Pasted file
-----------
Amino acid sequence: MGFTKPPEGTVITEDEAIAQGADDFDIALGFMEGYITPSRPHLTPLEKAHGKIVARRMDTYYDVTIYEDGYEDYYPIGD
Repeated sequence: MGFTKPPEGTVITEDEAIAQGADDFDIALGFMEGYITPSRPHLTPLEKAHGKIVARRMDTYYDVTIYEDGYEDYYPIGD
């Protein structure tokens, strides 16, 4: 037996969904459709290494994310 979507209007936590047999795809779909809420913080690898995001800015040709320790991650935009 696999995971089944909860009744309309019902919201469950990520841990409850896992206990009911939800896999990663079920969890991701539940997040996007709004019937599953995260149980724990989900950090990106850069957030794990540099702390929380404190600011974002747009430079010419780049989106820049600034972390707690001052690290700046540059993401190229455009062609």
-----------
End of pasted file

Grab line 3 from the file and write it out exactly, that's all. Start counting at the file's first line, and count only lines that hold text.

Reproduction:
């Protein structure tokens, strides 16, 4: 037996969904459709290494994310 979507209007936590047999795809779909809420913080690898995001800015040709320790991650935009 696999995971089944909860009744309309019902919201469950990520841990409850896992206990009911939800896999990663079920969890991701539940997040996007709004019937599953995260149980724990989900950090990106850069957030794990540099702390929380404190600011974002747009430079010419780049989106820049600034972390707690001052690290700046540059993401190229455009062609």